OHBD 2015

OHBD 2015

Saturday, May 5, 2012

What Makes Family: Sisterhood of Friends (and Mothers)

Even before we adopted our daughter, I experienced family that didn't share my DNA.  I believe, for women in particular, there are friends who become so much more that only "family" can truly capture the essence of the relationship. I visited one of my "sisters" this summer. In many ways, our lives are so very different. First, there is the locale.  She lives in Utrecht in the Netherlands and I live in Seattle, Washington in the United States. She has four boys under the age of 10. I have three kids spread out – now 15, 11 and  almost 4 -- two boys and a girl. She specialized in third world development and planning, going to places and impacting issues I only approach intellectually. I have been a lawyer, and most recently a business person, in the corporate world where basic human needs take a back seat to profit and customer objectives.

We have known each other for more than two decades.  (I wonder when I will get used to using this type of reference. Anything with a decade included makes me feel old or like I am becoming my parents-- but I digress.) I met her because she was dating a friend of my cousin.  I had dropped out of college when my pre-med studies were not going as planned and moved to Europe to sort out my life. We enjoyed getting to know each other.  But I am not sure I would have guessed then how our connection would root and grow. She was a few years younger than me and still in high school.  We bonded over the joy of being together and issues common to your late teens and early twenties.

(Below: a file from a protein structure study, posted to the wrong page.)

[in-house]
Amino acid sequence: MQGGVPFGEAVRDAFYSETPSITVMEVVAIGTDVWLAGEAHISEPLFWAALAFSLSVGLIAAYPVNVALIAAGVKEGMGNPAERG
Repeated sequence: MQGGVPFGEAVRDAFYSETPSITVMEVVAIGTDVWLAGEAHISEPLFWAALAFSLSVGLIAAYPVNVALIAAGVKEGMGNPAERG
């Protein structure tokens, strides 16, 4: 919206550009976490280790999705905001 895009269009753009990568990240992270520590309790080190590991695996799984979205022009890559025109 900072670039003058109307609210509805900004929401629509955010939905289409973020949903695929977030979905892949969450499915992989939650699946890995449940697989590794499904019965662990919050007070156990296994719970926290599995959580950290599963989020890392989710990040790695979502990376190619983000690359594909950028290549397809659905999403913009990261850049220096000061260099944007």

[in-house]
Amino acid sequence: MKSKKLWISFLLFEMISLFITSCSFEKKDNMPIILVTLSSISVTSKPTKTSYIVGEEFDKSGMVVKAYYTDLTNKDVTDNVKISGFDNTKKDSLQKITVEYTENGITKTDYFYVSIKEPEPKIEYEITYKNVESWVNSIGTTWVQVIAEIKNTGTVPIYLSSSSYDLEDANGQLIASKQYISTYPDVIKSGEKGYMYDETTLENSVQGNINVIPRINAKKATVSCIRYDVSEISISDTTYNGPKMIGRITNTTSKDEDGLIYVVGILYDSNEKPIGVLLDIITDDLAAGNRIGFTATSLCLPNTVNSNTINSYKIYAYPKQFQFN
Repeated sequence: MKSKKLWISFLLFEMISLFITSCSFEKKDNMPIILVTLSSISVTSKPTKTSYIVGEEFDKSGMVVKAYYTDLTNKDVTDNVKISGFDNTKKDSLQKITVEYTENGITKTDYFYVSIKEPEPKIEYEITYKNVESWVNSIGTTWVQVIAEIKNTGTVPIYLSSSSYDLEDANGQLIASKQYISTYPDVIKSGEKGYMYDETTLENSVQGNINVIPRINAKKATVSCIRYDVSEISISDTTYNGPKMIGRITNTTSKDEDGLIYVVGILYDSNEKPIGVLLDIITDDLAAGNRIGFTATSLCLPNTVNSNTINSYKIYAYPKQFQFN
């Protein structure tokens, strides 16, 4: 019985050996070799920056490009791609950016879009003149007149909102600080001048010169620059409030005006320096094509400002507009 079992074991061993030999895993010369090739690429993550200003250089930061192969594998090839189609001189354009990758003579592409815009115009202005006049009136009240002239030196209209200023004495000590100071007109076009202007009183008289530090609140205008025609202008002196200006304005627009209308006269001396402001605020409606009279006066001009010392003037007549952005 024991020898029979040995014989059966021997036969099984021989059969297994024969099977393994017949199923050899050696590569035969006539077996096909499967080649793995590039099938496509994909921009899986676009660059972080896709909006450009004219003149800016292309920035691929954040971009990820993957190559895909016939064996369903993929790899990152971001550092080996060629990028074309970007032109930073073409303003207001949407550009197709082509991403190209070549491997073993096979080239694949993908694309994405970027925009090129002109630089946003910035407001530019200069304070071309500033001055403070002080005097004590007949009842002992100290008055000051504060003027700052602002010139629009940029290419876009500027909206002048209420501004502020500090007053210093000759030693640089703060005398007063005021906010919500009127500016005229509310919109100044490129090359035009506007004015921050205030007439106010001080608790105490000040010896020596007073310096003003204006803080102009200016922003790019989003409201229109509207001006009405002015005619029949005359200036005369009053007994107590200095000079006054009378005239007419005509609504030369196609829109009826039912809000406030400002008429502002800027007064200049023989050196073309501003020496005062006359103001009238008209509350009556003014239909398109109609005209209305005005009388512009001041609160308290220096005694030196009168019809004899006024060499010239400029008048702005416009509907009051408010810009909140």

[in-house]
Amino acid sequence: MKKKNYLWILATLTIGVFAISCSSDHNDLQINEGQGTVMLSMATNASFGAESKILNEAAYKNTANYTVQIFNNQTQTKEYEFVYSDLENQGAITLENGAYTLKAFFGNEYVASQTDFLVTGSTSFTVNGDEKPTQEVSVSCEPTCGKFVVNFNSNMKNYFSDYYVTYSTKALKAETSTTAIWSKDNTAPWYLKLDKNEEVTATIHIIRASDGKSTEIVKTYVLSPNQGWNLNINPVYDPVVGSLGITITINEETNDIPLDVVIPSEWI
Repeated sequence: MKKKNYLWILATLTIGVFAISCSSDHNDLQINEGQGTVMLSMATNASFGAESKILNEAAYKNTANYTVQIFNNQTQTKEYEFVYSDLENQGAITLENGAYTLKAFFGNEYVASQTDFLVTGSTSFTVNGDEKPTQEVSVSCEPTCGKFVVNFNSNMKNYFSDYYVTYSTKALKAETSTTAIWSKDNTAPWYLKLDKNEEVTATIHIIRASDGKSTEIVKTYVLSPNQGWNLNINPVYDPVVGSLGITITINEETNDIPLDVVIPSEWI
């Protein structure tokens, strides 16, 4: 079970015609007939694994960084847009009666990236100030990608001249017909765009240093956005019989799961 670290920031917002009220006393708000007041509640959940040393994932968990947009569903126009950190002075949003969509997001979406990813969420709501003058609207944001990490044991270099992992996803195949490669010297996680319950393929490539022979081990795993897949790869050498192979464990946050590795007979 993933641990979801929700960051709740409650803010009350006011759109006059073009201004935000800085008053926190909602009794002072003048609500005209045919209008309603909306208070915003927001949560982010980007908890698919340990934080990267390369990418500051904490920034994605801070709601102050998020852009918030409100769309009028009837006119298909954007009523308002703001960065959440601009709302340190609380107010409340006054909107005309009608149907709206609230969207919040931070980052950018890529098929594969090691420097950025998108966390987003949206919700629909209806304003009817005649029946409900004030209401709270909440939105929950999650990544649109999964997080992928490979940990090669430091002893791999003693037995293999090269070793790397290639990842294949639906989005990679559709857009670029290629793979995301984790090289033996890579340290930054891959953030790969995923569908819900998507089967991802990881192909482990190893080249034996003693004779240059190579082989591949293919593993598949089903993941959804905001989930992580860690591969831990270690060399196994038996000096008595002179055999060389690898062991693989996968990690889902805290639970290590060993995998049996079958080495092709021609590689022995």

We stayed in touch through many changes and the new issues that dominated each period.  We moved through various relationships and professional pursuits. One time, she came and visited me with her sister and few friends when I was first married in Chicago.  Having never been to the United States, they were most intrigued to visit the American South including Nashville and New Orleans -- this is part of the magic of Cindy.  She comes at life from such a unique and interesting vantage point. We are pictured below with Michael – how young we all look. She also completely showed me up as she danced in the wee hours at my second wedding (I am a bad dancer or as I like to think an "entertaining one" and in this case there are pictures as proof) in Thessaloniki to my first husband (a story for another post).


We became even closer as we shared the experience of motherhood. She came with her first new baby in tow (and unbeknownst to all of us also pregnant with baby #2) to the baptism of my second son on the island of Patras in Greece. Many times we missed each other’s life events of births, key birthdays and celebrations because she was in a far flung part of the world working to make a true difference with clean drinking water or health education or I had professional and personal obligations that conflicted.  But our relationship helped me truly understand that "good enough" can be "good."  We took whatever small opportunities we had to connect whether by phone, email, facebook or the cherished in person visit. I make a point to see her if I am in Europe even if it is for a day – either by myself, with one of my children or with the whole family. Below are pictures from a couple of those visits.  No matter how long it has been since we touched base, I feel the continuity of our connection.